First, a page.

There is hardly a skill in this life more valuable than understanding how you and the people around you see the world and make decisions. But can the MBTI personality system help you gain that skill or is it unscientific nonsense? Find out here.
First of all, what is MBTI? MBTI stands for Myers-Briggs Type Indicator and it is a system that categorizes people in 16 different personality types, according to how they generally perceive the world and make decisions. The types are indicated with 4 letters:
- I for introverted personalities or E for extroverted personalities
- N for intuitive (abstract) or S for sensing (concrete) observation
- T for thinking (reasons) or F for feeling (values) decisions
- J for deciders/judgers or P for observers/perceivers
A quick and easy MBTI self-test based on only 4 questions can be found here.
The system might seem a little simplistic at first glance, but I can assure you that this is not the case. The system is based on the cognitive functions as identified by Swiss psychiatrist and psychoanalyst Carl Jung.
Before I go into detail about cognitive functions and function stacks, though, I'd like to address a common question:
Is MBTI (un)scientific?
There are a lot of people out there that like to dismiss MBTI as pseudoscientific hogwash that should be taken about as seriously as astrology. Is there any merit to this allegation? I would say yes and no. Here's why.
Seeing that the MBTI system is based on a form of categorization, saying that it is unscientific makes about as much sense as saying that the color system is unscientific.
After all, colors are just wavelengths of light. And even though we use a system where we differentiate different colors and give them a name, there is no precise point where you can objectively say a wavelength changes from green to blue.
So could you then go on to conclude that colors actually don't exist, are unscientific, a social construct or other such nonsense?
But in reality, we can all clearly distinguish different colors. So whether this categorization of colors is technically scientific or not, I'm sure you would agree that it is useful. And the same goes for the MBTI system, in my opinion.
What about the tests?
That being said, a test to determine your MBTI type can definitely be unscientific. After all, for a test to be scientific, it needs to be both valid and reliable. And there are a number of problems with personality tests that make their validity and reliability suffer.
Firstly, the tests are self-reported, which means that the outcome of the test depends entirely on how self-aware the person taking the test is and how honest they are with themselves. Self-awareness is a skill that doesn't come naturally to people anyway, but it's especially hard to be aware of your own main cognitive function, seeing that it is your default mode of thinking.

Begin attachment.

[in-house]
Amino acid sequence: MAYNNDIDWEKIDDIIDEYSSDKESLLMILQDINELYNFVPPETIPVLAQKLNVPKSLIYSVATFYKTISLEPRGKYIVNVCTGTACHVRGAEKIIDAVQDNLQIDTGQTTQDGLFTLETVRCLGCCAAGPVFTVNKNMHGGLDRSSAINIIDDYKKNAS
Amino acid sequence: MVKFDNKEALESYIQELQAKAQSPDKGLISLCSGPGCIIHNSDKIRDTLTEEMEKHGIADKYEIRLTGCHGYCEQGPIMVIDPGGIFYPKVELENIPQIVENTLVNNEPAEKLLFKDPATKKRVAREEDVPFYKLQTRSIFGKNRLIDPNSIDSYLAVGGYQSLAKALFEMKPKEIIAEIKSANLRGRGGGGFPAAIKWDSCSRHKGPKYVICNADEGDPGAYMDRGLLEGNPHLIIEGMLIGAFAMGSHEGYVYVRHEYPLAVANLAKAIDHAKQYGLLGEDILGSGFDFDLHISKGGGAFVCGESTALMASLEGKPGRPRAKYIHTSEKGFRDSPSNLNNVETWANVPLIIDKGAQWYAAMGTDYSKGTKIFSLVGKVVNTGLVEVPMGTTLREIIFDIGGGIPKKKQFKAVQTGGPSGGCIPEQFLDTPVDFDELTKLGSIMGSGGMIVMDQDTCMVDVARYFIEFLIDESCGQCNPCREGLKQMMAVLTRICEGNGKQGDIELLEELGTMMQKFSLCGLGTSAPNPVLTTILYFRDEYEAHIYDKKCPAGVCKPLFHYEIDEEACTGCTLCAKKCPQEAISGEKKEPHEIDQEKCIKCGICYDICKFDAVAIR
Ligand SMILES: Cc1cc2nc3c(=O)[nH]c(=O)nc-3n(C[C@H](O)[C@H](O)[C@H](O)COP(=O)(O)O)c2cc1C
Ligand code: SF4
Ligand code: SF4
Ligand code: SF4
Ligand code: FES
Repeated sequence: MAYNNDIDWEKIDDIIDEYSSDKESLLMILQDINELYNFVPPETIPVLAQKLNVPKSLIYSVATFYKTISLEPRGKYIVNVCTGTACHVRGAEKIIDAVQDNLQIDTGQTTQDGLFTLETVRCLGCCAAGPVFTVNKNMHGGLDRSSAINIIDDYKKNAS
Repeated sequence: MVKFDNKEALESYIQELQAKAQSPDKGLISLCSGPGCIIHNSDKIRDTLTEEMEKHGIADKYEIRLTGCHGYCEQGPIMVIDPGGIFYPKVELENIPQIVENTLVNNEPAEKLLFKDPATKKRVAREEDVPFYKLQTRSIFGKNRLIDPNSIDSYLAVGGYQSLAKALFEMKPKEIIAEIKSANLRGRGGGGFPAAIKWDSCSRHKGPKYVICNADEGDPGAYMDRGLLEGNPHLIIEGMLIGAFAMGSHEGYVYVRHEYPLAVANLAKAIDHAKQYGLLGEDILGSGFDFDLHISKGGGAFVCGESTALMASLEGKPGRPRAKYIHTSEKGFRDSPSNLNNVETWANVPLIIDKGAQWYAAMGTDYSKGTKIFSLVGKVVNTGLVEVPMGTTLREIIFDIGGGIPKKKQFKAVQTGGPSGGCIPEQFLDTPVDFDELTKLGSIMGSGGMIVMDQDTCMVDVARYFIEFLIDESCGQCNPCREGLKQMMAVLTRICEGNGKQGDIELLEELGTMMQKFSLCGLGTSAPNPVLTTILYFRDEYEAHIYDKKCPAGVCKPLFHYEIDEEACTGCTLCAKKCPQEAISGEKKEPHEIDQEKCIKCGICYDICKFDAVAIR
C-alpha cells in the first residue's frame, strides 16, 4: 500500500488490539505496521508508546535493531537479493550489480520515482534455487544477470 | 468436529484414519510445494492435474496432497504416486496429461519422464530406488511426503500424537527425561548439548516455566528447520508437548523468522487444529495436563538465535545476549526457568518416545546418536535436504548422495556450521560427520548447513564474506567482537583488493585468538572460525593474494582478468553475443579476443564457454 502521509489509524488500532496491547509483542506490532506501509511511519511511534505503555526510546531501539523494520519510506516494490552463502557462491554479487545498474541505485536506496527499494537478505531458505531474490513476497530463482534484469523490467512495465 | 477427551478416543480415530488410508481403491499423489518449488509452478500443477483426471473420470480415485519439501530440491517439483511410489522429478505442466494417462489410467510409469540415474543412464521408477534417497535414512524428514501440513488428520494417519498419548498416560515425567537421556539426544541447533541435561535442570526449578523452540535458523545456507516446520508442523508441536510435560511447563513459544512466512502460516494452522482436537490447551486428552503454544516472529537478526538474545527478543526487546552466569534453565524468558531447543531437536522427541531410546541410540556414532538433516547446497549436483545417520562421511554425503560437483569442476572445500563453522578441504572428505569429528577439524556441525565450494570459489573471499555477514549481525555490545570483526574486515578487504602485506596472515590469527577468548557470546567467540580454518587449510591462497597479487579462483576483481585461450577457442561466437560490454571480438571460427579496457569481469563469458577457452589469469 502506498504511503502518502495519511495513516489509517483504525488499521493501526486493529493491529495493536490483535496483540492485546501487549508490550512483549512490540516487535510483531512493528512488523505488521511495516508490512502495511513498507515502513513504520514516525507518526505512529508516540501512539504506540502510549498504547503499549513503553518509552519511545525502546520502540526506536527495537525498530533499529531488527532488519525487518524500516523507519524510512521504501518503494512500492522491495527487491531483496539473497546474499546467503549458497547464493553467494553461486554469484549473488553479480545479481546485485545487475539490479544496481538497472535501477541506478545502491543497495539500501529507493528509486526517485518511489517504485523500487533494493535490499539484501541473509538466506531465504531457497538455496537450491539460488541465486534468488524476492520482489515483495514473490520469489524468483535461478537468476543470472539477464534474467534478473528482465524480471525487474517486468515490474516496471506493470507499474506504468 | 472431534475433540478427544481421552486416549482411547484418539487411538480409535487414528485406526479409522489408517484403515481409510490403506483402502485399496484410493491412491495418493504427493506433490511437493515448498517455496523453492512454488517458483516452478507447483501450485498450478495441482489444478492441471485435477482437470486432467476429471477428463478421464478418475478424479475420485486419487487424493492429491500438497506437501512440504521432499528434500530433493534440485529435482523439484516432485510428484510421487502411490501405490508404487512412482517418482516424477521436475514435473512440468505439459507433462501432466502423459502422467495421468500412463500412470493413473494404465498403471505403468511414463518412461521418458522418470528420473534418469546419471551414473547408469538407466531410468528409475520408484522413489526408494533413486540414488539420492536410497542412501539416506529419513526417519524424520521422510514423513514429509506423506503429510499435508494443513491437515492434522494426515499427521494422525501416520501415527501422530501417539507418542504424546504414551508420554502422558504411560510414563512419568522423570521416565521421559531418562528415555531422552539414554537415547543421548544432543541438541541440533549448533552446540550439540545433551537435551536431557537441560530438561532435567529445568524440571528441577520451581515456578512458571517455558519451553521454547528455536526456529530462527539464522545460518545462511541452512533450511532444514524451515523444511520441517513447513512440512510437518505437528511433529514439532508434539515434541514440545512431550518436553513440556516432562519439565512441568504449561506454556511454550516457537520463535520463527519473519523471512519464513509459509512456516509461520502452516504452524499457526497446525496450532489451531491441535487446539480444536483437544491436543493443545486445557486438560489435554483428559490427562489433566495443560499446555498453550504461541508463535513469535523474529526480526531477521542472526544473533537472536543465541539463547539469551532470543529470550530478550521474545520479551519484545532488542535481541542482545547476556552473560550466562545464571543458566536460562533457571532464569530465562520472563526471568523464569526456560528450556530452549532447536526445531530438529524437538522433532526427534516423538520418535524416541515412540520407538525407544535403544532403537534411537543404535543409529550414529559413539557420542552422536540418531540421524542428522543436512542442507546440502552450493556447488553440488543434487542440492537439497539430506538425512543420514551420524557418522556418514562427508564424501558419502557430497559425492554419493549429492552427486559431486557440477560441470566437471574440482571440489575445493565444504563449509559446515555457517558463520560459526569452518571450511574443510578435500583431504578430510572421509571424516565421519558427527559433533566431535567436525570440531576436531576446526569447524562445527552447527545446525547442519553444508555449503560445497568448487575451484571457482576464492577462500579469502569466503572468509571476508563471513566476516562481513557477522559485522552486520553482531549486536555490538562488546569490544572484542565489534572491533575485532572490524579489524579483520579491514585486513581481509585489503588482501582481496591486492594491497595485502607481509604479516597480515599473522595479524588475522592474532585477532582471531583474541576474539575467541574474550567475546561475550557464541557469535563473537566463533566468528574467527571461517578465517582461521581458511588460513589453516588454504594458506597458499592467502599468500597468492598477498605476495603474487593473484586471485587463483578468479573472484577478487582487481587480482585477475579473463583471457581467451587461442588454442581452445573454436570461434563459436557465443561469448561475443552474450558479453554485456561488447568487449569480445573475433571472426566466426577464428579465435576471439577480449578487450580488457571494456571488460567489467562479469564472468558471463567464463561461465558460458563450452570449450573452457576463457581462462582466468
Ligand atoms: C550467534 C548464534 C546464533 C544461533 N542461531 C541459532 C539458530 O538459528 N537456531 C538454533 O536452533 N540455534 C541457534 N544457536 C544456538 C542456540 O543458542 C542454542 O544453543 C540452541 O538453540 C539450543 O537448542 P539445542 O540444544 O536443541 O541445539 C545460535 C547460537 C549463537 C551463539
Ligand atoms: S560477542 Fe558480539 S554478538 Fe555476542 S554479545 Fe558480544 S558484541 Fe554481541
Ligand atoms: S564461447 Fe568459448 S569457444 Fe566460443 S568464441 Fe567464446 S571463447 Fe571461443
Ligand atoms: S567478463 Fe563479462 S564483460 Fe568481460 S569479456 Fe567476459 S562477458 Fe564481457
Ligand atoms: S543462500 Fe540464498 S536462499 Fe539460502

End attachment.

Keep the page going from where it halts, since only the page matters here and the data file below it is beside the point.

What does a fish know of the water in which it swims all its life?
- Albert Einstein
It's inherently easier to detect things that differ from the norm, which is why it's not uncommon for people to type themselves completely upside down.
The outcome of the test is also influenced by phrasing and cognitive bias. For example, to determine whether you're an intuitive or a sensor, the test will ask you questions to find out if your propensity is to perceive the world mostly as abstract patterns or as concrete reality.
Now, as a society, we have somehow decided that the abstract such as the artistic and the visionary is more elevated, more lofty, more grand and therefore superior to whatever is going on down below in the real, concrete world. And this is why most people tend to type themselves as intuitive despite only 25% of the population actually being intuitive. The same goes for thinking versus feeling, because rationality is thought to be the superior mode of decision making.
Lastly, even how you're feeling on a particular day can influence how you fill out the test. Some days, you might feel like you're more of an introvert and other days you might feel like more of an extrovert; depending on the situation you're in and the people you're with. And that will influence the answers you give on the test.
So there are a lot of factors that can skew the results of a test. Whether that means that the tests are unreliable or just the people taking them is for you to decide.
In any case, it makes little sense in my opinion to throw out the MBTI system as unscientific hogwash just because self-reported tests don't always yield reliable results.
The MBTI system was designed to help you understand your own Operating System, and those of others. As such, it can be an incredibly valuable tool to help you understand yourself and the people around you.
Just like with any tool, though, its value depends almost entirely on the skill of the person wielding it. That's why in my next article, I will go into more detail about how MBTI works under the hood.